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1968: Living in fear
Fierce race rioting spread quickly through the United States after Martin Luther King's assassination on 4 April 1968.

Linda Dunham was an 11-year-old living in Washington DC and witnessed first hand the fear and paranoia that gripped the country in the wake of the civil rights leader's death.

When Dr King was murdered, Washington erupted into rioting and many fathers on my street were stranded elsewhere in the capital.

My mother had four children from the ages of 11 through to three and was expecting another in November. Our neighbour from across the street came to my mother and told her that we had better be prepared because, "They would be coming for us".

Apparently because so many maids worked in the neighbourhood and they had keys to the homes they worked in, our neighbour was quite convinced they would come in the night and kill us.

It is hard to believe it was the 20th century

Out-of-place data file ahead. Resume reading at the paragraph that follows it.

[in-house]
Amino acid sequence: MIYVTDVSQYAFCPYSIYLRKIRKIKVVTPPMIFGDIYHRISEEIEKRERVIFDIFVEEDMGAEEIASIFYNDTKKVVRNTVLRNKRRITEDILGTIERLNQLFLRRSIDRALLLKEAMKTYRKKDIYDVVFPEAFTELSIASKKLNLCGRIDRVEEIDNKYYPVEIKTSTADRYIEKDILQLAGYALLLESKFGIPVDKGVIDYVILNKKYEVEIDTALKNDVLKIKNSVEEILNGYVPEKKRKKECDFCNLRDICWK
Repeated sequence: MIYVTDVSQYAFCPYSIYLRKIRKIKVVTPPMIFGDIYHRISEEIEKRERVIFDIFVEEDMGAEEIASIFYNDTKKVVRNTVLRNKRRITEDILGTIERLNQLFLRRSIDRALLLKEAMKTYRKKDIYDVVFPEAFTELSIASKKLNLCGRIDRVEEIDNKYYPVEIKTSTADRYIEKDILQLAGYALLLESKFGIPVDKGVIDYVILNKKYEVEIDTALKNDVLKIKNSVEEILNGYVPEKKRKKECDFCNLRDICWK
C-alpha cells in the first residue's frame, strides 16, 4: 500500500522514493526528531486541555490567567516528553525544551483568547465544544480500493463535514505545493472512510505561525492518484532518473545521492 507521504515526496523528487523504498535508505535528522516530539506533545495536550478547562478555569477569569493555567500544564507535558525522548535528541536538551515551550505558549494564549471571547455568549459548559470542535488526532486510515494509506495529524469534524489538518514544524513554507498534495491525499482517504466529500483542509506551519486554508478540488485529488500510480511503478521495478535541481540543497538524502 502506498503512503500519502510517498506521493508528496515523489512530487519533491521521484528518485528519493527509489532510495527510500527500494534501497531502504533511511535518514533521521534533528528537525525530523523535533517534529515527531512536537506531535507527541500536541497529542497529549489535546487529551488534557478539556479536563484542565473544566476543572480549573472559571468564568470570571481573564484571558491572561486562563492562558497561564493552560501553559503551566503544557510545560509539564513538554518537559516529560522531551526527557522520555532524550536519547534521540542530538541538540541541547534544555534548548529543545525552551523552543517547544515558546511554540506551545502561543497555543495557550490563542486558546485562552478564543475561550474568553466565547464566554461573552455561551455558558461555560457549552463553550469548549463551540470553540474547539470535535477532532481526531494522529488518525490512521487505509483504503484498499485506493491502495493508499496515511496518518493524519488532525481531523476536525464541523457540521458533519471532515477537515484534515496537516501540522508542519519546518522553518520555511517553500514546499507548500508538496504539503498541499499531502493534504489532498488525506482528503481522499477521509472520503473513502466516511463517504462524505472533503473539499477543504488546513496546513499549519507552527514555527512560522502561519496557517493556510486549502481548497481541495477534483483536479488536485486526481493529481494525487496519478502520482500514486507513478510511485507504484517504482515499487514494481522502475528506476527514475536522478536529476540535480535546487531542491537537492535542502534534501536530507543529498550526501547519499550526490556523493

I was listening on the stairs and was very scared. I couldn't imagine the gentle Mrs Ferguson, who came every day and helped my mother with laundry and light cleaning, creeping through our yard and killing us in our beds.

But I had never seen a near hysterical adult. My mother was quite calm and told her we would all be fine.

When Mrs D left to scurry back to her house, I asked my mom, what were we going to do? And she just looked at me and said, "Homework and to bed".

That night she went to bed but I sat at the top of the stairs, just in case. But nothing happened and my mother never discussed it with my father. But I remember thinking it was the scariest night of my 11-year-old life.

It is hard to believe it was the 20th century.

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Martin Luther King salutes the crowd after speaking at the Lincoln Memorial, Washington DC, in 1963
Luther King's "I have a dream" speech inspired a generation of activists

James Earl Ray
James Earl Ray was convicted of the civil rights leader's murder in 1969
In Context
The race riots spread to more than 100 US cities and the violence did not abate until 14 April.

Linda Dunham now lives in Richmond, Virginia, and is an editorial assistant with the Richmond Times Dispatch.

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